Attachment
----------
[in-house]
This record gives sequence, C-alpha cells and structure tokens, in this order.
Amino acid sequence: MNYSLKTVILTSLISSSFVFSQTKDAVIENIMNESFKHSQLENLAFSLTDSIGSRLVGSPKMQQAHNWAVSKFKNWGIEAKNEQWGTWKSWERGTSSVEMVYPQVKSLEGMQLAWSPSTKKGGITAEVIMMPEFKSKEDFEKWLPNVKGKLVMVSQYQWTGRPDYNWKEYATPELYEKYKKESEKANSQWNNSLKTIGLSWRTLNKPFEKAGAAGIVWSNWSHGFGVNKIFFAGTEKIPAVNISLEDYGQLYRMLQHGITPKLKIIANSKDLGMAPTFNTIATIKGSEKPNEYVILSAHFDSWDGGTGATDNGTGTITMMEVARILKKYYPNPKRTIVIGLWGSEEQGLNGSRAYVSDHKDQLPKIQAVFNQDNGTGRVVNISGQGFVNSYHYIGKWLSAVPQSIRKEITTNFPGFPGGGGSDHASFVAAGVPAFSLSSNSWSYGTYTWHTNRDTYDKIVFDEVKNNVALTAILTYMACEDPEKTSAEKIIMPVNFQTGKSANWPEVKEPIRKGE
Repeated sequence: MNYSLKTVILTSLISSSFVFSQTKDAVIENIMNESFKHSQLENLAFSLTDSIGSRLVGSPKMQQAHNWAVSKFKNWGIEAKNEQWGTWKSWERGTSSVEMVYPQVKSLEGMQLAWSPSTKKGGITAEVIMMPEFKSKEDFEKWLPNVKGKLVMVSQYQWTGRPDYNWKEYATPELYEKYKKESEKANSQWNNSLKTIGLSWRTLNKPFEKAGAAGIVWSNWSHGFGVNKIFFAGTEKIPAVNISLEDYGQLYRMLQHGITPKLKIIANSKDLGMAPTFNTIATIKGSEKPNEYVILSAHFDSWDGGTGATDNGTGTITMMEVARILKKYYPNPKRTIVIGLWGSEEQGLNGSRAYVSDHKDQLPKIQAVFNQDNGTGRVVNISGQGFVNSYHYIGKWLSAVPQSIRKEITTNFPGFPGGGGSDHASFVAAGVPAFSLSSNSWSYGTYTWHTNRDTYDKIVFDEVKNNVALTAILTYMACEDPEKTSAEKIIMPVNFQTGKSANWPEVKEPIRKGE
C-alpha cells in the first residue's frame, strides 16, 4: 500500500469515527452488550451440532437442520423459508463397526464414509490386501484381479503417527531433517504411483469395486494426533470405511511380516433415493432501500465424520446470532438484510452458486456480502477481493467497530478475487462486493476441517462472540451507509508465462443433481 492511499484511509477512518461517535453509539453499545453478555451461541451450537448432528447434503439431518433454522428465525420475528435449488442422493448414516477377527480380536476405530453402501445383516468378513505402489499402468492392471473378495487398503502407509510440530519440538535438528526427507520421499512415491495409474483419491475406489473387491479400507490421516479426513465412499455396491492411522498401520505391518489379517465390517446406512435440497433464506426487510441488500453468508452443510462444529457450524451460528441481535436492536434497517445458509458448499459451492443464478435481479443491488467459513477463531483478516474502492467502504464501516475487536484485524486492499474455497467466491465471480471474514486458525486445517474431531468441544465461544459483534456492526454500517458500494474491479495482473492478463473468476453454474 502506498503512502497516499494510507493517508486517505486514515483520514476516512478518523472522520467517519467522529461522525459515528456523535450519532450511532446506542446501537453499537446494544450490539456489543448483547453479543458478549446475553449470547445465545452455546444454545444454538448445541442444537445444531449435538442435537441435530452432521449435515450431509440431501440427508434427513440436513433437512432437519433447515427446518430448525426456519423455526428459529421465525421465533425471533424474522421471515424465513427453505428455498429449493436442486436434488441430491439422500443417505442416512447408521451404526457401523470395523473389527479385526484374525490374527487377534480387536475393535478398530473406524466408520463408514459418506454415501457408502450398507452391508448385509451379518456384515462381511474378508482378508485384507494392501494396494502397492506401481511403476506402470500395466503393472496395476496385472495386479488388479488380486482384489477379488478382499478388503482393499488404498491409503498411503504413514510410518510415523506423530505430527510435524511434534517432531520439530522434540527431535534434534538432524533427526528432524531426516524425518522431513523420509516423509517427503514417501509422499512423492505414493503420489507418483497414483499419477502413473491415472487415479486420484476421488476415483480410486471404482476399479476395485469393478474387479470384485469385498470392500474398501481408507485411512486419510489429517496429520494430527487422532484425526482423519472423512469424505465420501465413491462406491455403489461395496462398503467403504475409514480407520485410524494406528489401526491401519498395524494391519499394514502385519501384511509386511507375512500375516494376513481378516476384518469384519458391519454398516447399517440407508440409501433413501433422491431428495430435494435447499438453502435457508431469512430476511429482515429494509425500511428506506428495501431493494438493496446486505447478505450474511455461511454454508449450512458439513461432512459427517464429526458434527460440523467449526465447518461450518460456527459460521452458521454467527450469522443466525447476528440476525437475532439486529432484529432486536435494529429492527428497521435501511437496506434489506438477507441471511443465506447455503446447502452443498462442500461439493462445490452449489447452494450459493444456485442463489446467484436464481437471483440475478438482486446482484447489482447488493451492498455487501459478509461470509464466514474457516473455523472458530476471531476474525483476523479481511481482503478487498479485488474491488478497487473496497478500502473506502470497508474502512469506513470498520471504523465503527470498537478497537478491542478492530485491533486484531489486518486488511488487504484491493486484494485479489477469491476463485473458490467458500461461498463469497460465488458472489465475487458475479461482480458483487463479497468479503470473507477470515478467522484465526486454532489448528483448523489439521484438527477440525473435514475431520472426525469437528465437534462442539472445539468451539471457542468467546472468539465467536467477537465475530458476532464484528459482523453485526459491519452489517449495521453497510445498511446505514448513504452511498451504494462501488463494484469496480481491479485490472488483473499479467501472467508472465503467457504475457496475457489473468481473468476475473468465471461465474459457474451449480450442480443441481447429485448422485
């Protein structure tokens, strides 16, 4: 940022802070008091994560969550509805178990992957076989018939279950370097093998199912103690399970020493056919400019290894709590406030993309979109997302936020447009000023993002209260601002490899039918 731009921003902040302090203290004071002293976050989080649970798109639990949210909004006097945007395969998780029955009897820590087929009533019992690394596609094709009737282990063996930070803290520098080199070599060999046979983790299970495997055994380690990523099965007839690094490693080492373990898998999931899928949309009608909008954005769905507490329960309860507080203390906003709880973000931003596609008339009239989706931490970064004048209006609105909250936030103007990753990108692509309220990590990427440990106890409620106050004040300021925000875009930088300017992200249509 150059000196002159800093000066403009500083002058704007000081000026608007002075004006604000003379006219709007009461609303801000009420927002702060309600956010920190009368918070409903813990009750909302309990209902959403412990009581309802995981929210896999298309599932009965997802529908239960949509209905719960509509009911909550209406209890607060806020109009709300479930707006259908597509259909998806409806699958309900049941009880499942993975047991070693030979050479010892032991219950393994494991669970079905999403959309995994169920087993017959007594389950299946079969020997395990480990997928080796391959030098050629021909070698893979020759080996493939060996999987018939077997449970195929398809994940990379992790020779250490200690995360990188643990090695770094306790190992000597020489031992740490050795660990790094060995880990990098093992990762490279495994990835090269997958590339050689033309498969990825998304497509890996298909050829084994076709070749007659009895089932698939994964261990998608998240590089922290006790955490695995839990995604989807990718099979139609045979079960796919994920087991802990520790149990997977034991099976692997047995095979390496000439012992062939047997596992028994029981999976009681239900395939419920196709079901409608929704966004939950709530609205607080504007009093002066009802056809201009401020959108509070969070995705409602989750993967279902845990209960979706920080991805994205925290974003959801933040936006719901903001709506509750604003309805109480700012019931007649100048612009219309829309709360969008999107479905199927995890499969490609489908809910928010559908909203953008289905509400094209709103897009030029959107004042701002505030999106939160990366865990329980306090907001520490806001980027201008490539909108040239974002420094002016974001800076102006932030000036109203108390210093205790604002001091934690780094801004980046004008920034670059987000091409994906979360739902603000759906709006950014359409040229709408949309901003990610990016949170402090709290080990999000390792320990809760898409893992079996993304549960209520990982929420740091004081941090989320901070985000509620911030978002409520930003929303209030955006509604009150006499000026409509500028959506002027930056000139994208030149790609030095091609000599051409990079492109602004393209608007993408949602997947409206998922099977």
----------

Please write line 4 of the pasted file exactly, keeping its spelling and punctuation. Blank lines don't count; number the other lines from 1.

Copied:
Repeated sequence: MNYSLKTVILTSLISSSFVFSQTKDAVIENIMNESFKHSQLENLAFSLTDSIGSRLVGSPKMQQAHNWAVSKFKNWGIEAKNEQWGTWKSWERGTSSVEMVYPQVKSLEGMQLAWSPSTKKGGITAEVIMMPEFKSKEDFEKWLPNVKGKLVMVSQYQWTGRPDYNWKEYATPELYEKYKKESEKANSQWNNSLKTIGLSWRTLNKPFEKAGAAGIVWSNWSHGFGVNKIFFAGTEKIPAVNISLEDYGQLYRMLQHGITPKLKIIANSKDLGMAPTFNTIATIKGSEKPNEYVILSAHFDSWDGGTGATDNGTGTITMMEVARILKKYYPNPKRTIVIGLWGSEEQGLNGSRAYVSDHKDQLPKIQAVFNQDNGTGRVVNISGQGFVNSYHYIGKWLSAVPQSIRKEITTNFPGFPGGGGSDHASFVAAGVPAFSLSSNSWSYGTYTWHTNRDTYDKIVFDEVKNNVALTAILTYMACEDPEKTSAEKIIMPVNFQTGKSANWPEVKEPIRKGE